But even though I’d spent an hour registering how much foundation I lack to study astral travel, there was one moment waiting at the end of our conversation that would humble me like no other. I ask the Water Magister about something from Behind Her Eyes that I’ve been hung up on since I first watched it: There’s no way the transition from lucid dreaming to astral projection could really be as simple as just walking through a door you conjured up in your dream, right? In return, the Water Magister delicately asks me whether I hadn’t just moments ago told him that I had to use a guided meditation on Spotify because I can’t even relax without a third party telling me to do so? Therefore, couldn’t I imagine how much willpower it might take to intentionally create a door inside a lucid dream without the soft voice of a British man in my headphones telling me to do it? Couldn’t I understand that just because something is easy to conceptualize, doesn’t mean it’s easy to do?
I wondered whether the Water Magister felt in that moment like I hadn’t been listening to him at all; like I’d been trivializing all of the practices he’d been telling me about. Because setting intentions isn’t easy, creating a sense of safety for yourself isn’t easy; manifesting a door in your dreams isn’t easy. And perhaps I only see these things as simple because I’ve never successfully done them before ...
But there is one lingering thing I feel like astral projection practitioners are perhaps simplifying a little themselves. Half the reason I started this journey is because Behind Her Eyes offers this very limited view of astral projection as exclusively being used for bad, when I’ve mostly only heard of people seeking it out for healing and self-improvement. I ask the Water Magister about the often-negative depiction of astral travel in pop culture, and whether he personally feels like there’s a major capacity to use astral projection for “bad.” To which he says, of course: “You can use anything for good or bad, and just think of the implications—you can be a fly on the wall, listening to your archnemeses, or seeing what your enemies are planning.”
When I go back over my conversation with the Water Magister at home, I realize it’s those very implications that are still tinkering around in my subconscious. Isn’t the complete lack of evidence that astral projection has ever been used for evil the greatest argument against its credibility? Pop culture only depicts astral travel as being deployed for sneaky, sometimes murderous means because pop culture knows that anything that can be used for bad, will be used for bad. If someone could spy on their enemies from the astral realm, wouldn’t they? And after, say, a millennia or so, wouldn’t we hear some stories about it, in the same way that we hear stories about positive out-of-body experiences? Are only the most moral people in the world capable of masterful astral projection, or is astral projection not quite as viable as its masters claim?
As you can see, I have some questions—questions that I’d really rather not have. Not only because I genuinely believe the Water Magister and Jade Shaw and the many lovely people in the classes I’ve attended when they say they’ve astral projected—and especially when they say how much it’s positively impacted their lives—but also because questioning whether astral projection is real seems like a surefire way to never be able to do it successfully. Now if I’m never able to astral project, I’ll always have to wonder if it’s because it’s impossible, or if it’s because I couldn’t shake the feeling that it was impossible.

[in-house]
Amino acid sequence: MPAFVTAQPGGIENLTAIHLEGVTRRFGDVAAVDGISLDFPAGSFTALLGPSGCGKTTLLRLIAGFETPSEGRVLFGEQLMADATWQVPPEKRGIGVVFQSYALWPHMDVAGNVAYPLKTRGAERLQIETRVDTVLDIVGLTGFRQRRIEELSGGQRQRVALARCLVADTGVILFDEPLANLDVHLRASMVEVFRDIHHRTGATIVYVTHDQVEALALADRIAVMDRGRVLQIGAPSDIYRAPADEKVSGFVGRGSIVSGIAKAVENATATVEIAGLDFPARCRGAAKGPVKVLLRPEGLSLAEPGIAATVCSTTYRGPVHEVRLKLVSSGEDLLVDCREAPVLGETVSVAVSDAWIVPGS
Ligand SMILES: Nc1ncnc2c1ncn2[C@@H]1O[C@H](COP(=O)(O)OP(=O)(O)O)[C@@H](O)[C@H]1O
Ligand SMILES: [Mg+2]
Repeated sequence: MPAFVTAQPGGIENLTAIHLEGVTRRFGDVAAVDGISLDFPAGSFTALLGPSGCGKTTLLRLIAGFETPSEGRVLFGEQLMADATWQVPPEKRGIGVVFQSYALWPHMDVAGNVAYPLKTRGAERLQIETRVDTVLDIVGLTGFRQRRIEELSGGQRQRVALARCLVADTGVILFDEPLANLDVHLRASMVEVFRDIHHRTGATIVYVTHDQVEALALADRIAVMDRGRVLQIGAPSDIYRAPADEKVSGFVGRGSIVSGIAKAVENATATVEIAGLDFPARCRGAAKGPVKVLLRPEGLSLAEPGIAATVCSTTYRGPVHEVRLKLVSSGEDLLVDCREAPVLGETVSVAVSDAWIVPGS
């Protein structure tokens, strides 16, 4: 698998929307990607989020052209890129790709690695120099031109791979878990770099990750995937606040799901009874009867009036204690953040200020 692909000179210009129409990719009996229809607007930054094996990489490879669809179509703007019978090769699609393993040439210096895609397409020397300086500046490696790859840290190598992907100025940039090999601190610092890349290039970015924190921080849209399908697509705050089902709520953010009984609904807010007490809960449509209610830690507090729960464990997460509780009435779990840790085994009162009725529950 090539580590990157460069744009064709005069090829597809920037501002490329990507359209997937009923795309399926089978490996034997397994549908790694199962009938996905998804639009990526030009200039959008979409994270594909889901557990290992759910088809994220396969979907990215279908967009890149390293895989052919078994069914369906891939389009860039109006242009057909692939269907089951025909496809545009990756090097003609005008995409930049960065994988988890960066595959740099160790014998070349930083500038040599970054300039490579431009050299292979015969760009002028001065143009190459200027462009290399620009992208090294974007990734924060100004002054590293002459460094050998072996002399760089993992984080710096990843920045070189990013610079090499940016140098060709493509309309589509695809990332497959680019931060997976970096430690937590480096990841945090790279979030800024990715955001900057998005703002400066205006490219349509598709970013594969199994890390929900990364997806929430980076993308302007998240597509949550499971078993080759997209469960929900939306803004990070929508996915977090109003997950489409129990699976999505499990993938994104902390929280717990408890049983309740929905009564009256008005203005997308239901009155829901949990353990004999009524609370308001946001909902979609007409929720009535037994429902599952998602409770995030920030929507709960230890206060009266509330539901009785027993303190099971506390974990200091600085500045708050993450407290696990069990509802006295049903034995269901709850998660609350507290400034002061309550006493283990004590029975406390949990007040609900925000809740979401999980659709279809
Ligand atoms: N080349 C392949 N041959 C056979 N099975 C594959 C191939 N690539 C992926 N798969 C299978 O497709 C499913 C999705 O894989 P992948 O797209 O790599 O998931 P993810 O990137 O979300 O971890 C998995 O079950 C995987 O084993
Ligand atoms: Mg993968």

Even in astral projection, practice makes progress. The Water Magister told me that once I’ve entered into the “mind awake, body asleep” state, it’s important to visualize your consciousness leaving your body, and that each person will have a different key to doing this: a person who likes comic books might imagine throwing webs of their consciousness out like Spider-Man, or someone with a deceased relative might imagine that loved one pulling them into the astral realm. For me, the visual that came most readily in my half-asleep state was to yank my consciousness out of my head in quick, successive pulls like I was a human box of Kleenex. I do not know why I equate myself to bath tissue, and I do not want to talk about it!
Sometime around my seventh attempt, I put on my big girl pants and stopped using the guided meditation, choosing the power of binaural beats and my own willpower, instead. Twice using this meditative method, I feel a kind of rising, like my consciousness is being pulled out through the crown of my head, but both times I then start to physically tense my body, ceasing said rising. Once, I briefly drift asleep, and when I wake up, my eyes unconsciously pop open, I see the dresser in my bedroom, and then I slam them back shut, and am suddenly traveling. It feels like my mind is tunneling through the earth toward a searing white light, until I spook myself out of it.
But afterward, I wondered … maybe my eyes hadn’t physically opened; maybe I’d traveled out of my body and into my bedroom, and it was my astral form that had seen my dresser? But I don’t know. Because when nothing turns technicolored like you thought it was supposed to, and you’re a little bit asleep all the time, it’s just hard to know. Either way, my eyes did eventually open, definitely for real this time.
I’m weeks into this process, and days away from the deadline on documenting this process, and I admit that I might be trying to squeeze something in under the wire that is not, necessarily, squeezable. I am attempting to astral travel morning, noon, and night. I’m changing my headphones and altering the amount of light in the room, and eating bananas because I read about it on Reddit (famous last words).